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Negotiable Instruments Law
Source: Encyclopedia of Banking & Finance (9h Edition) by Charles J Woelfel
(We recommend this as work of authority.)

Article 3 Commercial Paper(Continue)

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Part 3 Rights of a Holder

Section 3-301.  Rights of a Holder.

The holder of an instrument whether or not he is the owner may transfer or negotiate it and, except as otherwise provided in Section 3-603 on payment or satisfaction, discharge it or indorse payment in his own name.

Section 3-302.  Holder in Due Course.

(1)  A holder in due course is a holder who takes the instrument

(a)     for value; and

(b)     in good faith; and

(c)     without notice that it is overdue or has been dishonored or of any defense against or claim to it on the part of any person.

(2)  A payee may be a holder in due course.

(3)  A holder does not become a holder in due course of an instrument:

(a)     by purchase of it at judicial sale or by taking it under legal process; or

(b)     by acquiring it in taking over an estate; or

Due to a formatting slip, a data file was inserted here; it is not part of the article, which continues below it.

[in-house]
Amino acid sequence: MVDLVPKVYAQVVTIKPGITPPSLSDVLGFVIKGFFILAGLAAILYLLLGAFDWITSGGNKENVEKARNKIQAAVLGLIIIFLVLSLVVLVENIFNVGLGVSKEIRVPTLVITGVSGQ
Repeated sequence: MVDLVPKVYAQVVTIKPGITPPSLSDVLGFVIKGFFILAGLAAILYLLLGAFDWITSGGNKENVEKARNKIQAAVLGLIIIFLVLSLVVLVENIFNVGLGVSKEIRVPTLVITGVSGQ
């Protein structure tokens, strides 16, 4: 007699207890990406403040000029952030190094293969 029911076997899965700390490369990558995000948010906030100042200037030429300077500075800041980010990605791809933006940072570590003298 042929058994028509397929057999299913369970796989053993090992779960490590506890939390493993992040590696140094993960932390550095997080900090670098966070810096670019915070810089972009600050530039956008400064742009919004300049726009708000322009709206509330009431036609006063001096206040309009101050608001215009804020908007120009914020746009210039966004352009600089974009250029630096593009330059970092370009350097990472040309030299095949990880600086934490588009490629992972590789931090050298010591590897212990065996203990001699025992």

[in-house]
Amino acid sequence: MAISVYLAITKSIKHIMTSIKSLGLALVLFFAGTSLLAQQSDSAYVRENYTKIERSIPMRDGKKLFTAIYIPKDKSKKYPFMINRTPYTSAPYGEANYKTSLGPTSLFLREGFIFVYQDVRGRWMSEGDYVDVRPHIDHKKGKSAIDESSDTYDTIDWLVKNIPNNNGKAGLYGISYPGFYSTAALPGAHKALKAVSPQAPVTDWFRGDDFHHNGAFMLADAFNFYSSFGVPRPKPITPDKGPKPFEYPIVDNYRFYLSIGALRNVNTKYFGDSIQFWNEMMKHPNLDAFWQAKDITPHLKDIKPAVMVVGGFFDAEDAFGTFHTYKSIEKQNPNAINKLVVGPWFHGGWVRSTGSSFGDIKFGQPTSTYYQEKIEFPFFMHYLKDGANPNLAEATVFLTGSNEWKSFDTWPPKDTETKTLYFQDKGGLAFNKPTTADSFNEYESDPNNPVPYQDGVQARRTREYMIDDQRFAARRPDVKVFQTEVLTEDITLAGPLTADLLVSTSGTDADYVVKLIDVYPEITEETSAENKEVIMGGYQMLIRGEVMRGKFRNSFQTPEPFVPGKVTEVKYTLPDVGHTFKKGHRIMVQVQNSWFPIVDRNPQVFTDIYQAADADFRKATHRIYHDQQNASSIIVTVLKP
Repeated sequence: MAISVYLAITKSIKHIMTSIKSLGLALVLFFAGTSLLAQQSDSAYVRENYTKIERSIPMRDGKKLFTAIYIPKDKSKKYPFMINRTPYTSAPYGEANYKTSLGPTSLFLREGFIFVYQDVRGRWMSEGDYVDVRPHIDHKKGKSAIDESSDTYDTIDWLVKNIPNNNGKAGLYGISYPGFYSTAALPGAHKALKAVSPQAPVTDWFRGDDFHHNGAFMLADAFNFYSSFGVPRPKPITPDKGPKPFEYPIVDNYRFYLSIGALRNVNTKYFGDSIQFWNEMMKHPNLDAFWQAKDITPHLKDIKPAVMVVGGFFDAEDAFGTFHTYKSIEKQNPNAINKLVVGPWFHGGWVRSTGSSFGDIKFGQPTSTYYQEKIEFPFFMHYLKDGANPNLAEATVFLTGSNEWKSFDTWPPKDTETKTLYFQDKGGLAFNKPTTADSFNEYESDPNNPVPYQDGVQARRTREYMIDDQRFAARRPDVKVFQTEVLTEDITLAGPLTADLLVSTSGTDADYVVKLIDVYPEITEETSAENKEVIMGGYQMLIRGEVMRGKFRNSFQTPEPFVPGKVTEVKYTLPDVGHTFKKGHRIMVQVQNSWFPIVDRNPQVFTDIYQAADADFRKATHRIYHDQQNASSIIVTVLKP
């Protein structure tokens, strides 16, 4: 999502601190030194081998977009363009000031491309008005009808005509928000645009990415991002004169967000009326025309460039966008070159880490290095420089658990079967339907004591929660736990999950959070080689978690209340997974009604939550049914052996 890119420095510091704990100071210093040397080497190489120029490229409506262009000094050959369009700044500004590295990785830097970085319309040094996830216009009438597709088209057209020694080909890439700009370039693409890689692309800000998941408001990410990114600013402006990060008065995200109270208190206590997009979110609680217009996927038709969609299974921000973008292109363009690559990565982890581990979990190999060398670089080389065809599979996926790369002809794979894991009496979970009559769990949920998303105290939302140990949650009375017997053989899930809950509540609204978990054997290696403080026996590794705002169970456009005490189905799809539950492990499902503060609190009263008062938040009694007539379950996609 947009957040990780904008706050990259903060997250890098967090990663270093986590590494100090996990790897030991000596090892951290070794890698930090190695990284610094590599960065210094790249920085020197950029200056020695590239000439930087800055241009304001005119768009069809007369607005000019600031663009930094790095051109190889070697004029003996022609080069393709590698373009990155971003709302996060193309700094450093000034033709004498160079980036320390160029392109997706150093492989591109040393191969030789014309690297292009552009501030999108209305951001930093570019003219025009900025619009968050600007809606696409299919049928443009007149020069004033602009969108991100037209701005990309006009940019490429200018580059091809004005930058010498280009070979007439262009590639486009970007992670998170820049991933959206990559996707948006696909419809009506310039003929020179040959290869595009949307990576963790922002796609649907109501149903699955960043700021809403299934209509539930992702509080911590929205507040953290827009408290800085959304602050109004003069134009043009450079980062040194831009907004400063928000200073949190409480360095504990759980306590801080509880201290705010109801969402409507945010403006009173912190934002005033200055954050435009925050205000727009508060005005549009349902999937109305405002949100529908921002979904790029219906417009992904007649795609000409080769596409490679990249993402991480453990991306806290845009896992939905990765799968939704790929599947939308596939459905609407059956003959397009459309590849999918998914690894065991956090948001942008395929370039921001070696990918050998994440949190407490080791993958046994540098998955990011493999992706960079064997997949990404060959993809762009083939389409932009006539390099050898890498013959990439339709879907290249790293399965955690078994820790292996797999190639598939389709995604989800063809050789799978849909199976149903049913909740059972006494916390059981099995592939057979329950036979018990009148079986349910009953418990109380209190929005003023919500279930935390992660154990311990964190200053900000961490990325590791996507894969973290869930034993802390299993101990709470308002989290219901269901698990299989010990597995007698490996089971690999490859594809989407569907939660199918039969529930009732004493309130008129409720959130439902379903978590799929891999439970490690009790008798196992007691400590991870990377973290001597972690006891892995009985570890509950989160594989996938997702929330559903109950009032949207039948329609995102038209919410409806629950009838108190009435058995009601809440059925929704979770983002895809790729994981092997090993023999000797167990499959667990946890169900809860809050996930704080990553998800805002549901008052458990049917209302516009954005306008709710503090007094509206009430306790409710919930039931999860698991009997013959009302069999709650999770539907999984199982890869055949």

(c)     by purchasing it as part of a bulk transaction not in regular course of business of the transferor.

(4)  A purchaser of a limited interest can be a holder in due course only to the extent of the interest purchased.

Section 3-303.  Taking for Value.

A holder takes the instrument for value:

(a)     to the extent that the agreed consideration has been performed or that he acquires a security interest in or a lien on the instrument otherwise than by legal process; or

(b)     when he takes the instrument in payment of or as security for an antecedent claim against any person whether or not the claims is due; or

(c)     when he gives a negotiable instrument for it or makes an irrevocable commitment to a third person.

Section 3-304.  Notice to Purchaser.

(1)  The purchaser has notice of a claim or defense if

(a)     the instrument is so incomplete, bears such visible evidence of forgery or alteration, or is otherwise so irregular as to call into question its validity, terms or ownership or to create an ambiguity as to the party to pay; or

(b)     the purchaser has notice that the obligation of any party is voidable in whole or in part, or that all parties have been discharged.